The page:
There are of course plenty of modern-day equivalents of these sins as well. Sacrificing children was one of the most despicable of all practices which the Canaanites did, yet incredibly the Israelites ended up doing this as well. Today we do exactly the same, but we use euphemisms for it, like “a woman’s right to choose” or some such thing.
The two abominations are one and the same, and I have tied these two sins together elsewhere: billmuehlenberg.com/2006/09/01/a-different-perspective-on-abortion/
And what about all the Christians today who see nothing wrong with astrology, tarot cards, fortune telling, various New Age practices, and the like? All this was soundly condemned back then, but we are still doing it today. One expects non-Christians to be into all this stuff, but it is scandalous just how many so-called Christians dabble in all this as well.
One of the most wrenching parts of this chapter comes in the end. There we read about how the King of Assyria brought in all kinds of peoples “and settled them in the towns of Samaria to replace the Israelites”. Verse 25 says this: “When they first lived there, they did not worship the LORD; so he sent lions among them and they killed some of the people.”
So the King was told about this and he “gave this order: ‘Have one of the priests you took captive from Samaria go back to live there and teach the people what the god of the land requires.’ So one of the priests who had been exiled from Samaria came to live in Bethel and taught them how to worship the LORD.”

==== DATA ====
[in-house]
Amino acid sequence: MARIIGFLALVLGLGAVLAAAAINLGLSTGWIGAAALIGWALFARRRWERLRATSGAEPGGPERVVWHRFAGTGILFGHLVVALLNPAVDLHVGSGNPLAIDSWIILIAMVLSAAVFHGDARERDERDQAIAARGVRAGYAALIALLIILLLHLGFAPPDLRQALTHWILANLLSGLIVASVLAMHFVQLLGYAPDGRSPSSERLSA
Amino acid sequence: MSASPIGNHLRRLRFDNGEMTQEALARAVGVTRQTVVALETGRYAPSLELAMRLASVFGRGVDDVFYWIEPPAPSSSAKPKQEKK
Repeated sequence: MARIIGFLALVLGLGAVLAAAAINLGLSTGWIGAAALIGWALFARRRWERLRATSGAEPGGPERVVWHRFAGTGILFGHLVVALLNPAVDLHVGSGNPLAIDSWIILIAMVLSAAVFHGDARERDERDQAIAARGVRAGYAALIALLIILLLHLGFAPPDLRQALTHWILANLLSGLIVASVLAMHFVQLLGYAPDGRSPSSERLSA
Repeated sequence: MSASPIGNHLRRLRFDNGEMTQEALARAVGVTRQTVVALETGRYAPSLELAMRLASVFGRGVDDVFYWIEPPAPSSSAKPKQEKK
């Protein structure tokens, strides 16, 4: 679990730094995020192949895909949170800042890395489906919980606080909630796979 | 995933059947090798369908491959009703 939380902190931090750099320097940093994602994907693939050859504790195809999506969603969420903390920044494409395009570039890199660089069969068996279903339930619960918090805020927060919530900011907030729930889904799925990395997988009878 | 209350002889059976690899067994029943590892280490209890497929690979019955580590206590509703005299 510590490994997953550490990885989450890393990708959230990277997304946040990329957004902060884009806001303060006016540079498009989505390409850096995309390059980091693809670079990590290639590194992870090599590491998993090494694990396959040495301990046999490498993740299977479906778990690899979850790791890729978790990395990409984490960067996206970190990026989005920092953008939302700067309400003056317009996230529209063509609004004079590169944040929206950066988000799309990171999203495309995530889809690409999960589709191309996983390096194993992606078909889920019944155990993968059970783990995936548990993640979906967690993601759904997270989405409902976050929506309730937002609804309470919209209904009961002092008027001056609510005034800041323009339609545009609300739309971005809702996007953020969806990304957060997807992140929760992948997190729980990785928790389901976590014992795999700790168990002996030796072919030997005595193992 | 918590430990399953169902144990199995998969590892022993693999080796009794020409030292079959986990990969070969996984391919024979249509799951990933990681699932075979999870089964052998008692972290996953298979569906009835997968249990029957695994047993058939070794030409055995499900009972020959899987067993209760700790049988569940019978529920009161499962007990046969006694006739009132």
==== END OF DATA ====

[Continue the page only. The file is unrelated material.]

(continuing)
The concluding verses are quite remarkable: “They would not listen, however, but persisted in their former practices. Even while these people were worshiping the LORD, they were serving their idols.” Wow, and how much does that sound like us today as well?
How many people are claiming to be followers of Christ yet persist in their former practices? How many folks name the name of Christ, and even tag along to church, yet have never renounced their former idols? How many think they can actually be a follower of Christ and at the same time still cling to their false gods and idols?
But we find this all over the place today. We have “churches” actually blessing abortion today. We have churches ordaining practicing homosexuals today. We have churches deeply involved with interfaith services where Muslims lead a church service and/or readings from a Koran occur. All this is perfectly described in the end of chapter 27.
I began by stating how vitally important that we Christians know our Old Testament, and know it well. I have stated before that reading a mere three chapters a day will get you through the Bible in a year. But there is a downside to all this as well.
The trouble is, Christians today can glibly read through these passages and not for a moment realise that they speak to us just as much today as they did to God’s people thousands of years ago. We can glide over these chapters without even seeing the slightest resemblance to our own situation today.
We may think that those guys were a pretty pathetic bunch, little realising that we are in so many ways exactly like them. So I do encourage every believer to get into the OT. But I also warn them: do not read it as simply a matter of ancient history only.
Read it as the living Word from the living God to the living church today. Learn its lessons and apply its truths. It has so very much to teach us. And if we refuse to read this gift to us, we will one day give an account for this. So read and be blessed. But also read and be challenged, convicted and persuaded when necessary.